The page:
understanding of what a household actually is. This was intentional, since the definition of the household is an intractable theoretical problem (Messer 1983). Given the diverse and complex nature of human society, a universal definition of the household cannot completely fit all conditions. One can recognize a variety of functions usually associated with a household: co-residence; joint production; shared consumption; kinship links (Bender 1967), but these functions often define different sets of individuals (Heywood in Lorge and Rogers 1990). In this study, as in many other area studies, the unit of joint production consists of a different set of individuals from the food consumption unit (e.g., Longhurst 1980 [Nigeria], Guyer 1981 [Cameroon], Krieger 1994 [Cameroon]). The definition of co-residence itself may not be completely clear where many dwelling units








form a single compound (Gurney and Omolalu 1971). Migration of household members also creates ambiguities in devising a universal definition of household. A person may leave the household for most of the year, only to return to contribute labor during certain seasons, or to contribute remittances for the support of the resident household members, and yet still share in the origins and production of the household.

Given these considerations, conceptualizing an adequate definition of "household" presents problems for both qualitative and quantitative social scientists, particularly in defining its connection with family and in dealing with kinship ties that extend beyond its boundaries (Castle 1993, Wilk and Netting 1984). According to Castle (1993), using the term "household" as a synonym for the more standard term, "domestic group," violates in a sense the anthropological canon that differentiates between families and households. A family refers to a kin-based, genealogically defined, hence, potentially open, group; a household is a closed localized group of people who live together and share the same kinds of resources and/or activities.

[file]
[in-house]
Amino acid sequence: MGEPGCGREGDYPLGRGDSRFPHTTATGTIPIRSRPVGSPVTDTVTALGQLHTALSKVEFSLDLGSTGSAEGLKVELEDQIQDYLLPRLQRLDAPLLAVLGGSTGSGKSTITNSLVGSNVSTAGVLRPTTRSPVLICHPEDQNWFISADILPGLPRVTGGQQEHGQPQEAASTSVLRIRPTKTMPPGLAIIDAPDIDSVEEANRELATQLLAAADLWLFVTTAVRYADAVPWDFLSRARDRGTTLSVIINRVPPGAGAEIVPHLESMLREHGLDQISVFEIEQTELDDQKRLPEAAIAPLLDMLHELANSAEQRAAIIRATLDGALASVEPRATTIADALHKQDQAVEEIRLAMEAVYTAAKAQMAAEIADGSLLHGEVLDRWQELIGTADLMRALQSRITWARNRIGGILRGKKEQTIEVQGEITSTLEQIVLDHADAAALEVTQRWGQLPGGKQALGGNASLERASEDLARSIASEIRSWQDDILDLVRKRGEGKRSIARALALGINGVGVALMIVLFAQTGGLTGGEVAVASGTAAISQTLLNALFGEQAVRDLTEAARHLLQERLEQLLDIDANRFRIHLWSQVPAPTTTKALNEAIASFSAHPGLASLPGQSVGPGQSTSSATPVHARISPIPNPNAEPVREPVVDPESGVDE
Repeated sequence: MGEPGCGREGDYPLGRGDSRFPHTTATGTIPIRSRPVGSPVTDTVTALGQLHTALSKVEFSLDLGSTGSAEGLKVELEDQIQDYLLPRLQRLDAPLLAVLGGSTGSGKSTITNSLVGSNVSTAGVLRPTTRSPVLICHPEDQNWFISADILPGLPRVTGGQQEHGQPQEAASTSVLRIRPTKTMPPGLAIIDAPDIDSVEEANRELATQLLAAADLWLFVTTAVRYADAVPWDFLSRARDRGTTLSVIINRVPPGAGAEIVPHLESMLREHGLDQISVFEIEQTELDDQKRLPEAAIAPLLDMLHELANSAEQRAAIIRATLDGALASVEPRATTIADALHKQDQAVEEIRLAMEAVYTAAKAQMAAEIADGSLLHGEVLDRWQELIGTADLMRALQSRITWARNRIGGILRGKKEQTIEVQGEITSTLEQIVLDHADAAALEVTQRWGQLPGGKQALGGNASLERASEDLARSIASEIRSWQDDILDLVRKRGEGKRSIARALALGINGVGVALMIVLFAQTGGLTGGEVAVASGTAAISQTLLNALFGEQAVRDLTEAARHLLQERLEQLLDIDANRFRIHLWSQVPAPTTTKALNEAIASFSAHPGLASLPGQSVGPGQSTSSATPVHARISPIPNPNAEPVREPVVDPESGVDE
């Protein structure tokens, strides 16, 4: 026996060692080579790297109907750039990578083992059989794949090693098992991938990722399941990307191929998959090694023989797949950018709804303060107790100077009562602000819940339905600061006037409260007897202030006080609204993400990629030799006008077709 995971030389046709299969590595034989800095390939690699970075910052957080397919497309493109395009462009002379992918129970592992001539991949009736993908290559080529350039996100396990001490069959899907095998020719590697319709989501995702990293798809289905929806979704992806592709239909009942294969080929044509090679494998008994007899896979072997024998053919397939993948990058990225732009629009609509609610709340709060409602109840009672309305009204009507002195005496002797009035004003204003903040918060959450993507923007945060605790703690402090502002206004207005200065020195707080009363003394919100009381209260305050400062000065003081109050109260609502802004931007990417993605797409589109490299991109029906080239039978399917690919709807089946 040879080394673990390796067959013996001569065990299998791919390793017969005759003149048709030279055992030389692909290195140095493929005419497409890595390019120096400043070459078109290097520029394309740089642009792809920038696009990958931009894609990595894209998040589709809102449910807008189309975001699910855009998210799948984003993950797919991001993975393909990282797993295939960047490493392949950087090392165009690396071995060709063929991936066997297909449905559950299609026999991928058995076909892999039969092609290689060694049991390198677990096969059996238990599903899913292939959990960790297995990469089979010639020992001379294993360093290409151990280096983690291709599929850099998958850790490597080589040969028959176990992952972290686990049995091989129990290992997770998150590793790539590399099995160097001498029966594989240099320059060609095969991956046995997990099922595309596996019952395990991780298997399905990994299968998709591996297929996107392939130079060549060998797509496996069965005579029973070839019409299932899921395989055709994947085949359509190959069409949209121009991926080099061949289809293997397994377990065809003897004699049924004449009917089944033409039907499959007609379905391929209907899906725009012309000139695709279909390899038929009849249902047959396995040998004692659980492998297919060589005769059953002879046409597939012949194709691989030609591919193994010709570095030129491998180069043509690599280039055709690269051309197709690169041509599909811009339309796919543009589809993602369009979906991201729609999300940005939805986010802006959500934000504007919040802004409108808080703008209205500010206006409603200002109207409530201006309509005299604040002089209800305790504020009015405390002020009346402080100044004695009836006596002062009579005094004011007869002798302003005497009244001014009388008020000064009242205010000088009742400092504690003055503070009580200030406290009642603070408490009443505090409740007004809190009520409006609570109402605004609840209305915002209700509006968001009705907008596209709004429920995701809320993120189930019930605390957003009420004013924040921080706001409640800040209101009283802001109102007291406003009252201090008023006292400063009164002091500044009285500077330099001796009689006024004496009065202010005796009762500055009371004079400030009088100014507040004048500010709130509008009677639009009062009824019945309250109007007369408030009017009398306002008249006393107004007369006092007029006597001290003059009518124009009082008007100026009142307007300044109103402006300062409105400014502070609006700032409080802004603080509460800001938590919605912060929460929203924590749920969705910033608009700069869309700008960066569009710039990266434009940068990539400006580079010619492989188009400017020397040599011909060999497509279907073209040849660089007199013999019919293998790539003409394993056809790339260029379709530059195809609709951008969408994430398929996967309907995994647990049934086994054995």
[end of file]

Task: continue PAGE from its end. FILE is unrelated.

A household, with its connotations of co-residence, special enclosure and common property, is an Anglo-Saxon concept, and many languages do not sharply differentiate households and families (O'Laughlin 1999). Although the household/family distinction is conceptually clear, in reality it is often fuzzy. O'Laughlin's (1999) review of the current literature explains that the boundaries of kinship are culturally defined, so no family is in fact an open biologically defined group. Since living together and sharing resources are important components of this social and cultural bonding of kinship, and since people living together and sharing resources are often genealogically related, the distinction between family and household does not necessarily hold Yanagisako's (1979) version of








an extreme constructivist position, where both the roles of men and women in sexual reproduction lie at the core of the cultural organization of gender, even as it constitutes the genealogical grid at the core of kinship studies (Yanagisako and Collier 1987). Thus, there exists neither a biological core nor the necessary biological markers through which we can define the "domestic domain" (O'Laughlin 1999). Another meaning to consider is the functionalist definition of reproductive, or domestic, activities that are assumed to cluster in a single group labeled the "household." Many household studies assume that such a cluster exists and label this the "domestic domain" (O'Laughlin 1999).

Demographers using survey census data usually focus on household definitions

centered on common provisions of food, for example from a common granary, or use of a common hearth, or cooking pot. Or they count all the members of the household who look to the same person as their household head (UN 1980).

O'Laughlin (1999) further explains that feminist criticism of household studies has exposed three interrelated premises underlying the definition of households.

* There is a domestic domain within which relatively enduring groups are defined by
activities concerned with everyday biological reproduction residing together, preparing and eating food, sleeping, having sex, having children, and caring for
dependents.